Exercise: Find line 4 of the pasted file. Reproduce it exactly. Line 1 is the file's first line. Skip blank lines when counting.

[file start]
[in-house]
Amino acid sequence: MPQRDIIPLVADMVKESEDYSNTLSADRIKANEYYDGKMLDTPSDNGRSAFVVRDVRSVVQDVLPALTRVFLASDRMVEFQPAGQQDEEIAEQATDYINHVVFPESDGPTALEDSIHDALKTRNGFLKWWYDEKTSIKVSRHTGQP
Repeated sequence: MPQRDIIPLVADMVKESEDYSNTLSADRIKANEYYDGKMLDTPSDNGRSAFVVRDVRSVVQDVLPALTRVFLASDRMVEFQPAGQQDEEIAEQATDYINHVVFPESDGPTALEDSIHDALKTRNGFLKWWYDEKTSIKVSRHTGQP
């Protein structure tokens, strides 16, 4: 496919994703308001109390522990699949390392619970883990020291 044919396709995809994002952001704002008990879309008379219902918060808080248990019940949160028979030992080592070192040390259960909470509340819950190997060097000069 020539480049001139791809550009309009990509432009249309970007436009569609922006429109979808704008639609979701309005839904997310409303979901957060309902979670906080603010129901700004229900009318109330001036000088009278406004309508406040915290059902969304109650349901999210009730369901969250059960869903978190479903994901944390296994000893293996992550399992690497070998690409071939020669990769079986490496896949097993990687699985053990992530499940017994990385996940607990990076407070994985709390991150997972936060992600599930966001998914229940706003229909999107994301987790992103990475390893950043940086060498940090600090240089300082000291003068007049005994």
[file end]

């Protein structure tokens, strides 16, 4: 496919994703308001109390522990699949390392619970883990020291 044919396709995809994002952001704002008990879309008379219902918060808080248990019940949160028979030992080592070192040390259960909470509340819950190997060097000069 020539480049001139791809550009309009990509432009249309970007436009569609922006429109979808704008639609979701309005839904997310409303979901957060309902979670906080603010129901700004229900009318109330001036000088009278406004309508406040915290059902969304109650349901999210009730369901969250059960869903978190479903994901944390296994000893293996992550399992690497070998690409071939020669990769079986490496896949097993990687699985053990992530499940017994990385996940607990990076407070994985709390991150997972936060992600599930966001998914229940706003229909999107994301987790992103990475390893950043940086060498940090600090240089300082000291003068007049005994």